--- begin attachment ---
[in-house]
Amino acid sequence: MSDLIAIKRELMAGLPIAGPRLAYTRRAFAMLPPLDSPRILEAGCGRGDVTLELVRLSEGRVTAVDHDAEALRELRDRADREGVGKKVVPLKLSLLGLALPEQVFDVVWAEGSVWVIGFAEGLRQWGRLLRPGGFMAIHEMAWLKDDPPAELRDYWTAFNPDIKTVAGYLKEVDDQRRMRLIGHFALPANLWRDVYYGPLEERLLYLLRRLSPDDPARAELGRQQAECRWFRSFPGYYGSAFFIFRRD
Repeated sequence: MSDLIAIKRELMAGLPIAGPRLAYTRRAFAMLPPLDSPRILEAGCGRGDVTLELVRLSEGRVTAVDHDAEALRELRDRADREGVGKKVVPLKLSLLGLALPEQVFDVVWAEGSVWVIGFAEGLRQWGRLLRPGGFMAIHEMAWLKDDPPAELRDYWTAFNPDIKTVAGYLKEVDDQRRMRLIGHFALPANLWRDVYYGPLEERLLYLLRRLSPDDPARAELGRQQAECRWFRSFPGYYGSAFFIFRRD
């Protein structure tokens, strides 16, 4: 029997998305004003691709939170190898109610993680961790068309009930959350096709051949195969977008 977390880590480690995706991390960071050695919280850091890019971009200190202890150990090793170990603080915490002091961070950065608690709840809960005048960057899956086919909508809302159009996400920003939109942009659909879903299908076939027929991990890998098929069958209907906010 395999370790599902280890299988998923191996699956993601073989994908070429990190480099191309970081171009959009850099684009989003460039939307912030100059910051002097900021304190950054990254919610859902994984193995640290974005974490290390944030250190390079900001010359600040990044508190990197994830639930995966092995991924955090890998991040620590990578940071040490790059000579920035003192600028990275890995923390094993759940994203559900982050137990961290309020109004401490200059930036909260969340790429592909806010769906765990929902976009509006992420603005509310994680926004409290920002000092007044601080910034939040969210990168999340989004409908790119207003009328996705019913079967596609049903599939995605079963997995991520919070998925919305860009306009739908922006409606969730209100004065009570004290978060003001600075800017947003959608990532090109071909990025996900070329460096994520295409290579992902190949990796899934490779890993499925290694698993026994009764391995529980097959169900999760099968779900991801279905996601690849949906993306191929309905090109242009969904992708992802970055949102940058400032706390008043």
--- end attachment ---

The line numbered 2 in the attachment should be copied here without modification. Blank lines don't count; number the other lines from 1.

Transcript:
Amino acid sequence: MSDLIAIKRELMAGLPIAGPRLAYTRRAFAMLPPLDSPRILEAGCGRGDVTLELVRLSEGRVTAVDHDAEALRELRDRADREGVGKKVVPLKLSLLGLALPEQVFDVVWAEGSVWVIGFAEGLRQWGRLLRPGGFMAIHEMAWLKDDPPAELRDYWTAFNPDIKTVAGYLKEVDDQRRMRLIGHFALPANLWRDVYYGPLEERLLYLLRRLSPDDPARAELGRQQAECRWFRSFPGYYGSAFFIFRRD